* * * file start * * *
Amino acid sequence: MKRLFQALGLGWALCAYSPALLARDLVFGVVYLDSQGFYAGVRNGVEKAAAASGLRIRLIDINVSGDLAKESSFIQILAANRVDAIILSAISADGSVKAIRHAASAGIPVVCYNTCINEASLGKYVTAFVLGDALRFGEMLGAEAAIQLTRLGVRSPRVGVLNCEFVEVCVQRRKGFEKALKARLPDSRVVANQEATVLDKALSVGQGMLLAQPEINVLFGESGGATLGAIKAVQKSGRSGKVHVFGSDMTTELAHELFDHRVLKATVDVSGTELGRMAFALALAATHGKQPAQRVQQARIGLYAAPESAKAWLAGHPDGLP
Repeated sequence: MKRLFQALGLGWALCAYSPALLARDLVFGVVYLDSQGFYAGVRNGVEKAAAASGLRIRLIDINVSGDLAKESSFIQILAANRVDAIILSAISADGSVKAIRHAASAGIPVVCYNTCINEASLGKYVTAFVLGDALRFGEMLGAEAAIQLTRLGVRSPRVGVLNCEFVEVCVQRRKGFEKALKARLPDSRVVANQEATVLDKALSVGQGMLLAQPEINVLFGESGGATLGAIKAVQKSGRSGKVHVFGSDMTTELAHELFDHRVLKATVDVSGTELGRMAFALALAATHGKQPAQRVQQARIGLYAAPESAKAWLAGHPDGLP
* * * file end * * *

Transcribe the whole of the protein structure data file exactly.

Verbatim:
Amino acid sequence: MKRLFQALGLGWALCAYSPALLARDLVFGVVYLDSQGFYAGVRNGVEKAAAASGLRIRLIDINVSGDLAKESSFIQILAANRVDAIILSAISADGSVKAIRHAASAGIPVVCYNTCINEASLGKYVTAFVLGDALRFGEMLGAEAAIQLTRLGVRSPRVGVLNCEFVEVCVQRRKGFEKALKARLPDSRVVANQEATVLDKALSVGQGMLLAQPEINVLFGESGGATLGAIKAVQKSGRSGKVHVFGSDMTTELAHELFDHRVLKATVDVSGTELGRMAFALALAATHGKQPAQRVQQARIGLYAAPESAKAWLAGHPDGLP
Repeated sequence: MKRLFQALGLGWALCAYSPALLARDLVFGVVYLDSQGFYAGVRNGVEKAAAASGLRIRLIDINVSGDLAKESSFIQILAANRVDAIILSAISADGSVKAIRHAASAGIPVVCYNTCINEASLGKYVTAFVLGDALRFGEMLGAEAAIQLTRLGVRSPRVGVLNCEFVEVCVQRRKGFEKALKARLPDSRVVANQEATVLDKALSVGQGMLLAQPEINVLFGESGGATLGAIKAVQKSGRSGKVHVFGSDMTTELAHELFDHRVLKATVDVSGTELGRMAFALALAATHGKQPAQRVQQARIGLYAAPESAKAWLAGHPDGLP